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I'm using Windsor 3.1.0 and instantiating a component with LifestyleTransient using Typed Factory. As it is said in the refered page I have to release every object I get from the factory. However I'm in the scenario that looks like this

class MyTypedFactory
{
    MyTransientCommand CreateCommand();
    void Release(MyTransientCommand command);
}

class MyTransientCommand
{
    public void Execute() { }
}

class ClassA
{
    public ClassB CommandPopulator { get; set; }

    public void Foo()
    {
        List<MyTransientCommand> commands = new List<MyTransientCommand>();

        CommandsPopulator.Commands = commands;

        for (int i=0; i<100; ++i)
        {
            CommandsPopulator.Bar();
        }

        foreach (MyTransientCommand command in commands)
        {
            command.Execute();
        }
    }
}

class ClassB
{
    public MyTypedFactory Factory { get; set; }

    List<MyTransientCommand> Commands { get; set; }

    public void Bar()
    {
        Commands.Add(Factory.CreateCommand());
    }
}

This may look overcomplicated but it illustrates object flow in my code. Here the external class (ClassB) populates commands queue with commands created by the typed factory.

Releasing those objects when they are no longer needed (after the Execute loop) with the factory becomes whole problem. I can do release in the loop but it's not safe to exceptions of the release method itself.

class ClassA
{
    public MyTypedFactory Factory { get; set; }

    ...

    public void Foo()
    {
        ...
        foreach (MyTransientCommand command in commands)
        {
            command.Execute();
        }

        foreach (MyTransientCommand command in commands)
        {
            Factory.Release(command);
        }
    }
}

If one of the Release calls throws the rest of objects would not be released and will make a memory leak (I know this should not happend but I try to defend from this kind of stuff).

Is it ok to release MyTransientCommand right after it has been created in ClassB.Bar? It won't be freed by GC until the ClassA.Foo method returns because it holds references to the collection of commands objects.

Is it ok to release MyTransientCommand in ClassB.Bar if MyTransientCommand.Execute makes WCF client calls and WCF client is set up with Windsor? Or more generally if MyTransientCommand.Execute uses other components supplied by Windsor?

P.S. The code in the problem looks artificial and unnatural and it is. That's because the algorithm has to have side-effects: changing state of data in the database within the transaction has to raise WCF calls under some circumstances. Those calls has to be made after the transaction completes not during the transaction.

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2 Answers 2

Typically I would rely on the class that created/injected the object to be responsible for releasing it, but it shouldn't cause any problems releasing it in the way you describe - you can just put the release code in a finally.

foreach (var command in commands)
{
    try
    {
        command.Execute();
    }
    finally
    {
        Factory.Release(command);
    }
}

To expand a bit, Castle will inject every dependency necessary (so long as your factory is setup correctly). Releasing the object from the container is simply going to release that instance. You may run into concurrency problems if you're modifying an injected LifestyleSingleton object in your Execute() method, but that won't have anything to do with releasing it from the container.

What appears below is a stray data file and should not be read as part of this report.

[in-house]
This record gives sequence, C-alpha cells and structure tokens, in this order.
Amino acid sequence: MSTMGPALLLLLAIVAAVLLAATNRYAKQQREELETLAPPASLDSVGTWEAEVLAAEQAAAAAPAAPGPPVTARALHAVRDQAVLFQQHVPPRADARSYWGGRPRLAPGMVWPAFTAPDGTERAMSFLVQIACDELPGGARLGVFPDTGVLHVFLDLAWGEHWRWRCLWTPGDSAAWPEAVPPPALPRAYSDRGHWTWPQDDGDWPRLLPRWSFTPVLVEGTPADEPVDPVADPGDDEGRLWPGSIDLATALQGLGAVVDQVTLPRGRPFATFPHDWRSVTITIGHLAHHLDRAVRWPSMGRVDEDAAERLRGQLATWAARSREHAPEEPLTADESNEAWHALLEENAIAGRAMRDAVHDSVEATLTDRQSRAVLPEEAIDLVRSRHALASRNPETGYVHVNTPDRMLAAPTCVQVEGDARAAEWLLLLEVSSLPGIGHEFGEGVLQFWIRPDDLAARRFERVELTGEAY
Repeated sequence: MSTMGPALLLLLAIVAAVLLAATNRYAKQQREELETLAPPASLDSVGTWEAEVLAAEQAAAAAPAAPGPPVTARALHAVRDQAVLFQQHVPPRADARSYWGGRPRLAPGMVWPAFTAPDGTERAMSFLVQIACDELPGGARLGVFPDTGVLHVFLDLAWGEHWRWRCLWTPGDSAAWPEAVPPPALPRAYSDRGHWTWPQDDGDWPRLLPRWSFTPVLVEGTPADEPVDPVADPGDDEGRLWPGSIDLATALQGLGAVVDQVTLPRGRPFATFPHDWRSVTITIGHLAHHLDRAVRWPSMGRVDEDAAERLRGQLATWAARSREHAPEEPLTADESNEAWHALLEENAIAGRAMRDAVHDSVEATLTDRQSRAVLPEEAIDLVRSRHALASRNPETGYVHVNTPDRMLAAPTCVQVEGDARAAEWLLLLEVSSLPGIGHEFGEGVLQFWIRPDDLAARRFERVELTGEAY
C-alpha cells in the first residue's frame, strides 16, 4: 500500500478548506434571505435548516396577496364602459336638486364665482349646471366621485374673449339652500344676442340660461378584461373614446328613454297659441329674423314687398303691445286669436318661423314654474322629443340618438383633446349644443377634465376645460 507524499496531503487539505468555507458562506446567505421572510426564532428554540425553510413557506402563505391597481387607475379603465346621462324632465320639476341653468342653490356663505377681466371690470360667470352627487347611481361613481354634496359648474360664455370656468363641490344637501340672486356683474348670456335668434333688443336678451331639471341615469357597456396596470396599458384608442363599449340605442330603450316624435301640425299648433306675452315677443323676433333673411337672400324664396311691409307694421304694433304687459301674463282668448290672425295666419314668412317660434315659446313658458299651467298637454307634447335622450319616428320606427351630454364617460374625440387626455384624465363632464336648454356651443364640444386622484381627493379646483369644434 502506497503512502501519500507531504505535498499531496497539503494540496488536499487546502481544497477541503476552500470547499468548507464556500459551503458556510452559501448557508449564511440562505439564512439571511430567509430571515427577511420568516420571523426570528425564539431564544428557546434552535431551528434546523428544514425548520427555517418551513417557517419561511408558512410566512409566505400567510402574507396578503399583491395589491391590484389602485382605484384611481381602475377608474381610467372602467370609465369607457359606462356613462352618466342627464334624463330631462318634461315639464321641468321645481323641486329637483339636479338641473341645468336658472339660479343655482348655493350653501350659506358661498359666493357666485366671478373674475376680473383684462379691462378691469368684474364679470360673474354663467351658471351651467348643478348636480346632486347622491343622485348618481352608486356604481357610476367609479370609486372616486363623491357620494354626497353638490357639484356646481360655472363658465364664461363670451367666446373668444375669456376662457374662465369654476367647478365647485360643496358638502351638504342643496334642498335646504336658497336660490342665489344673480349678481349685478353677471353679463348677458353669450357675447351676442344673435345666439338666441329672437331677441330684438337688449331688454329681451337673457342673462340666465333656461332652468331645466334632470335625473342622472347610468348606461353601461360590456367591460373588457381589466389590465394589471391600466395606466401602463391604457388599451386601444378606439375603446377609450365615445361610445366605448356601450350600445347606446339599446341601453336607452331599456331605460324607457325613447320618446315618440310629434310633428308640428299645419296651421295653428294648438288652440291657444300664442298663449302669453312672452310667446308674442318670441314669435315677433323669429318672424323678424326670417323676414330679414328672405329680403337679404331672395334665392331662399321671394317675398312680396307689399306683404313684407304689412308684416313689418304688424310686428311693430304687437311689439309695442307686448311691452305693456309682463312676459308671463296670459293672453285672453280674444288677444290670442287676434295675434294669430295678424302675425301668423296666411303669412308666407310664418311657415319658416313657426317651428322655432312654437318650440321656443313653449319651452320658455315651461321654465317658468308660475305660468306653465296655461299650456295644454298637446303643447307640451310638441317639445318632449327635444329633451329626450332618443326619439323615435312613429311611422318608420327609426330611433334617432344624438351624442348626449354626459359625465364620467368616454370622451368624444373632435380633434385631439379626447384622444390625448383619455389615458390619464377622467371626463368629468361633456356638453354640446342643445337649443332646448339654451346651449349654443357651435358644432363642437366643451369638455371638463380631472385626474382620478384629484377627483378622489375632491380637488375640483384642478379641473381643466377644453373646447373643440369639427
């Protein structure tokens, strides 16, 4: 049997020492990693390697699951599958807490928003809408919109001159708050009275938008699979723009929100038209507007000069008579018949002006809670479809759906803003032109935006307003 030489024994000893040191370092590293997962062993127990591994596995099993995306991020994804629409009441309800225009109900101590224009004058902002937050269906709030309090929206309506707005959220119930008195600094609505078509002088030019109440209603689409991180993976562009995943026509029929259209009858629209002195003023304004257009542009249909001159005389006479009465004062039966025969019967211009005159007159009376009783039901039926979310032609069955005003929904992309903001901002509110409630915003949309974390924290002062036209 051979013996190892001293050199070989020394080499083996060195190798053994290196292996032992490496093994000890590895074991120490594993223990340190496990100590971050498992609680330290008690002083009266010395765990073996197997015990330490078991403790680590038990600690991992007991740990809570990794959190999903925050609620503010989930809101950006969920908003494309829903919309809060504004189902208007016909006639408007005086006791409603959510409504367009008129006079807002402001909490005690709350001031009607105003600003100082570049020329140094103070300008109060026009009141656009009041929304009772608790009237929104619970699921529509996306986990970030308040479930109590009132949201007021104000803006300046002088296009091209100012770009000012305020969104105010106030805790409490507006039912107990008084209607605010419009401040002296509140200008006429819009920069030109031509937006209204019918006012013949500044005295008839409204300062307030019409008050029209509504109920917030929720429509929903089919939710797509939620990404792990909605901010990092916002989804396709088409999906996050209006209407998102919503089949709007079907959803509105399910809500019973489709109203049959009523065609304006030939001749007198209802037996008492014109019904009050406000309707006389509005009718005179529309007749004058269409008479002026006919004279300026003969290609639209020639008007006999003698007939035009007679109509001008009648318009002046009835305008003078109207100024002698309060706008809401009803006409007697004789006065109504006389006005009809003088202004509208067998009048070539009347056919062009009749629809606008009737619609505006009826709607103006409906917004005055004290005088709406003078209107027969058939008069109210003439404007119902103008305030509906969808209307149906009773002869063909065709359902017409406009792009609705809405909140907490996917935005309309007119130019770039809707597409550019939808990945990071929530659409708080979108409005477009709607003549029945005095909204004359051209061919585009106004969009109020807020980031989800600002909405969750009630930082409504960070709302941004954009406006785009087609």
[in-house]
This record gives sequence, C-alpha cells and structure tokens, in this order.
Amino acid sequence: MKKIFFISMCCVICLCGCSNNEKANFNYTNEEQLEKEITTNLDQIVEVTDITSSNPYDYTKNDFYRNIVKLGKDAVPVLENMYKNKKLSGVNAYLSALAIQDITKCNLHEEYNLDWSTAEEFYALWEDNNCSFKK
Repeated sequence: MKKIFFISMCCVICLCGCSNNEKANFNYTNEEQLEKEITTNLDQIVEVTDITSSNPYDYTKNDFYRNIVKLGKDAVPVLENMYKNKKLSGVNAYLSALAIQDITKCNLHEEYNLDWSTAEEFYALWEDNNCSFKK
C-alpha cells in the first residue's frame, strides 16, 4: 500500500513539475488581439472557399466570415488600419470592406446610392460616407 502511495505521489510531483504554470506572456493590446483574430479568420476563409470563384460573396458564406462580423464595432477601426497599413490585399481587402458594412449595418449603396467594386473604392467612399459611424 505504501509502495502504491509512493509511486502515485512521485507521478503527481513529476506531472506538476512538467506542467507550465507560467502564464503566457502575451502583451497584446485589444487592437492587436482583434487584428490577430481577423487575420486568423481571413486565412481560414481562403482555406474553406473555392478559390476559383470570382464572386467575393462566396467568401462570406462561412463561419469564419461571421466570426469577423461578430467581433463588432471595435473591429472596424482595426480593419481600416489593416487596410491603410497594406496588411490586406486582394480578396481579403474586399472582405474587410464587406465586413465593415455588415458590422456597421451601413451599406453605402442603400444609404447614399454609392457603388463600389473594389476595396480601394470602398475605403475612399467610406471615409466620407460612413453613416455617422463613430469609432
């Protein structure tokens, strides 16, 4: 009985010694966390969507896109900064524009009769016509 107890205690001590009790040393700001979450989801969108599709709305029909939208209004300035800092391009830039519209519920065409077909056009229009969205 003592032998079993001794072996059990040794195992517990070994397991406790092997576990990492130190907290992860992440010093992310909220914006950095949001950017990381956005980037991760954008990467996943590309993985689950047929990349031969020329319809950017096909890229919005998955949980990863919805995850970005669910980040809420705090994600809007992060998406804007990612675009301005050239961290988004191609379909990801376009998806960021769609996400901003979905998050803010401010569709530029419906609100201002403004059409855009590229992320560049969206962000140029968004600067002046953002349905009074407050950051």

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That is a good idea to use a try/finally block. However what if some of CommandsPopulator.Bar() calls fail? Objects already in the queue won't ever be released. I think what has to be wrapped in a try is the method body of ClassA.Foo after the commands declaration and to the end. And then there's a need for third release loop as I shown in the question. And still this release loop placed in finally is not safe to exceptions: if one of Release calls throw, the loop will be exited and remaining commands won't be released. –  Mike Nov 14 '12 at 15:35
up vote 0 down vote accepted

No, it's not ok to release components before it's going to be used. Windsor tracks lifetime of nested components, so releasing root component may generally release it's children. And I want to avoid using a component with potentially invalid state.

So I ended up with the following way of releasing commands

class ClassA
{
    public MyTypedFactory Factory { get; set; }
    public ClassB CommandPopulator { get; set; }

    public void Foo()
    {
        List<MyTransientCommand> commands = new List<MyTransientCommand>();

        try
        {
            CommandsPopulator.Commands = commands;

            for (int i=0; i<100; ++i)
            {
                CommandsPopulator.Bar();
            }

            foreach (MyTransientCommand command in commands)
            {
                command.Execute();
            }
        }
        finally
        {
            foreach (MyTransientCommand command in commands)
            {
                try
                {
                    Factory.Release(command);
                }
                catch (Exception exception)
                {
                    Log(exception);
                }
            }
        }
    }
}

That way I'm sure that if exception occurs when using CommandsPopulator or executing commands, all commands still to be released. Also each command is released in a try/catch block in order to prevent exception thrown from one Release breaking the loop.

Hopefully Windsor follows no-throw semantics for releasing objects with Typed Factory or the chances for exception to occur are very low.

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